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I'm attempting to convert some of my WPF skills to Silverlight, and have run into a slightly odd problem in the test mini-app I've been working on. In WPF, I got used to using DataTriggers within a style to set up control properties based on properties of the bound data. I discovered that some assemblies related to Blend allow you to do something like this in Silverlight, and I came up with something like this, in which I've got the following namespaces declared:


<DataTemplate x:Key="testItemTemplate">
        <StackPanel Orientation="Horizontal">
            <TextBox Text="{Binding Name, Mode=TwoWay}" x:Name="thing"/>                
                <ia:DataTrigger Binding="{Binding Name}" Value="ReddenMe" Comparison="Equal">
                    <ia:ChangePropertyAction TargetName="thing" PropertyName="Foreground" Value="Red">

In this example, I've got a data object implementing INotifyPropertyChanged and raising the PropertyChanged event as usual for the Name property. I get the expected behaviour if I change the value of the textbox and lose focus, but if the initial value of the textbox is set to ReddenMe (which for this contrived example I'm using as the trigger for the text to be red), the text doesn't go red. Does anybody know what's going on here? For DataTriggers in WPF, the trigger would be fired immediately for any data.

I realise that I could use a Converter here, but I can think of situations where I'd want to use triggers, and I wonder if there's anything I could do to make this work.

share|improve this question
Hi... tested your dilemma and got the same problem. Sadly this is what happens when, as you, we going down from WPF to Silverlight and below :o( Don't know if a solution exists, but I created a converter to do the job and it worked with the initial values. – NestorArturo Jun 28 '11 at 18:20
Thanks for that NestorArturo: yes, after I posted this, I tried to accomplish the same with a converter, and it seemed to do what I was after. It'd be interesting to hear what any WPF/Silverlight gurus think about the merits of separate converters vs purely XAML-based approaches. For things like showing/hiding controls, I've always found the DataTrigger approach to be a bit more transparent, though I suppose you could argue that by having a converter, you end up with a less cluttered markup in the end. – andrewmcc Jun 29 '11 at 9:27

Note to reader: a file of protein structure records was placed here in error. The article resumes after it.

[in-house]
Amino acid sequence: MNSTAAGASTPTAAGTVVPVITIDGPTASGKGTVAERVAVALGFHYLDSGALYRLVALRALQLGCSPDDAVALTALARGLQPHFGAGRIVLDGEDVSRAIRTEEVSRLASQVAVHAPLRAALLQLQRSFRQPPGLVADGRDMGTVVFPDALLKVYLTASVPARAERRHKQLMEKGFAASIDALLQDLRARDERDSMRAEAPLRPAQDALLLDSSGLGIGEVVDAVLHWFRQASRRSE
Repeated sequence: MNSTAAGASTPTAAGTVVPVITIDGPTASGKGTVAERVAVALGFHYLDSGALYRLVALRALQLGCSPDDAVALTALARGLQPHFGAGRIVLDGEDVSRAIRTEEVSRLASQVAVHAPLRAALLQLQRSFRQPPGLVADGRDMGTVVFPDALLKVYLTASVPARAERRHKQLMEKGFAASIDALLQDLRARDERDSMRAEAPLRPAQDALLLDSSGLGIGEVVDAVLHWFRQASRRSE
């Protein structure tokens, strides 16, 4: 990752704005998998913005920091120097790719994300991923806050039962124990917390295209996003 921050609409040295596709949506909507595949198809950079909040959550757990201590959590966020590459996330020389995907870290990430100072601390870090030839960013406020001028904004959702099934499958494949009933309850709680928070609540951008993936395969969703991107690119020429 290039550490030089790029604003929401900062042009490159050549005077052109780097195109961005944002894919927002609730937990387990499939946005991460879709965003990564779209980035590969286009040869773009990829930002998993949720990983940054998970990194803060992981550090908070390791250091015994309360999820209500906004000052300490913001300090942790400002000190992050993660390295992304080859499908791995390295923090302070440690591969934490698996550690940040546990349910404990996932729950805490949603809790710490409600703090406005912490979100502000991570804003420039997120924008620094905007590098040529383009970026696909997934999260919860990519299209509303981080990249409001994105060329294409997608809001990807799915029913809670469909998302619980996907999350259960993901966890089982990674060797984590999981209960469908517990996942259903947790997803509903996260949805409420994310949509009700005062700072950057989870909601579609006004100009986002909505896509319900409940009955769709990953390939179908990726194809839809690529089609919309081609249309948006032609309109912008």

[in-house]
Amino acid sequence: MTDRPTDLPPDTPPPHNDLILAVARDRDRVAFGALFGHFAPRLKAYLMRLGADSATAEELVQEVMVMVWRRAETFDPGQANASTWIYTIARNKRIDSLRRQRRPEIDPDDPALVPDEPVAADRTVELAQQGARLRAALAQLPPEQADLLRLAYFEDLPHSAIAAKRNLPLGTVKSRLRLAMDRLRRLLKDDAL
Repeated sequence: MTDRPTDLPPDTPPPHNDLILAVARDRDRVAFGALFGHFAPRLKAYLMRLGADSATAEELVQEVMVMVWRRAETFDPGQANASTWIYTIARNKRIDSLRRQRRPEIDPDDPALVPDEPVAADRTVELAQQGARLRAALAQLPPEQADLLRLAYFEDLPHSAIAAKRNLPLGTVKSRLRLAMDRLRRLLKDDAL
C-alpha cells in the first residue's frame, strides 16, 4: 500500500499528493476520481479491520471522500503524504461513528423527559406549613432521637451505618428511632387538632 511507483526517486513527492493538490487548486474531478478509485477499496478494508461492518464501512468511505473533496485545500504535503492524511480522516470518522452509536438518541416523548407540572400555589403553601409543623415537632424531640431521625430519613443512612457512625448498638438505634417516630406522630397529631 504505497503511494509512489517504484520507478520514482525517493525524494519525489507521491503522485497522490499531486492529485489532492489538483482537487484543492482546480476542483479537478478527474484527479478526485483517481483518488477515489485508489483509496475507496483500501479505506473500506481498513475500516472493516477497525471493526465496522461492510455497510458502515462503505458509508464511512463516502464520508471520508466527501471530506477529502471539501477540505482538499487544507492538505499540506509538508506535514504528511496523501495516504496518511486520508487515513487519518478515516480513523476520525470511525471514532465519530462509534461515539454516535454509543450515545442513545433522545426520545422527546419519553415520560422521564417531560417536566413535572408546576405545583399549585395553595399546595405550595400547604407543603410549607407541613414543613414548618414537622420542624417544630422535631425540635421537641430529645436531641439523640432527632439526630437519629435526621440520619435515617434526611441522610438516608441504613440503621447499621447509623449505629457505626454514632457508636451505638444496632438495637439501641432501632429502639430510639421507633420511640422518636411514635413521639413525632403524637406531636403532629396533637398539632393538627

You could be seeing this behaviour because DataTrigger is derived from PropertyChangeTrigger and in your case Name property is not changing initially. Or it could be a bug. You could use .net reflector to peek into the DataTrigger implementation to confirm. I've used DataTriggers before, but I've not run into this issue probably due to the fact that I use visual state manager and start with default state. One way you could try to force desired behaviour is by setting Name value after XAML is loaded. – Denis Jun 29 '11 at 19:57
Ah ok, thanks @Denis. Something I've been trying to get clear recently is how to use the VisualStateManager to respond to changes in data. All the examples I've seen are about responding to things like button pressed events etc, and I haven't really seen anything that talks about binding to the data. Any thoughts on this? – andrewmcc Jul 1 '11 at 16:04
I use data triggers and gotostate actions for this kind of things. In my opinion that is the most MVVM compliant way of doing it. For example: in my view model I have a property that can be set to Loading, Loaded and Failed. In my view I create 3 DataTriggers bound to the property and containing corresponding GoToState action. To make my life easier for cases than property controls many states I've created simple behaviour that binds property directly to the visual state group. – Denis Jul 1 '11 at 19:24

Here's a solution I found on Tom Peplow's blog: inherit from DataTrigger, and make the trigger evaluate the condition when its associated element is loaded.

Here's how you can code it:

public class DataTriggerEvaluateOnLoad : Microsoft.Expression.Interactivity.Core.DataTrigger
    protected override void OnAttached()
        var element = AssociatedObject as FrameworkElement;
        if (element != null)
            element.Loaded += OnElementLoaded;

    protected override void OnDetaching()
        var element = AssociatedObject as FrameworkElement;
        if (element != null)
            element.Loaded -= OnElementLoaded;

    private void OnElementLoaded(object sender, RoutedEventArgs e)
share|improve this answer
Thanks! I was struggling with this one today. – Aligned Mar 30 '12 at 20:53
This is sooo useful... – Craig Mar 14 '13 at 11:41

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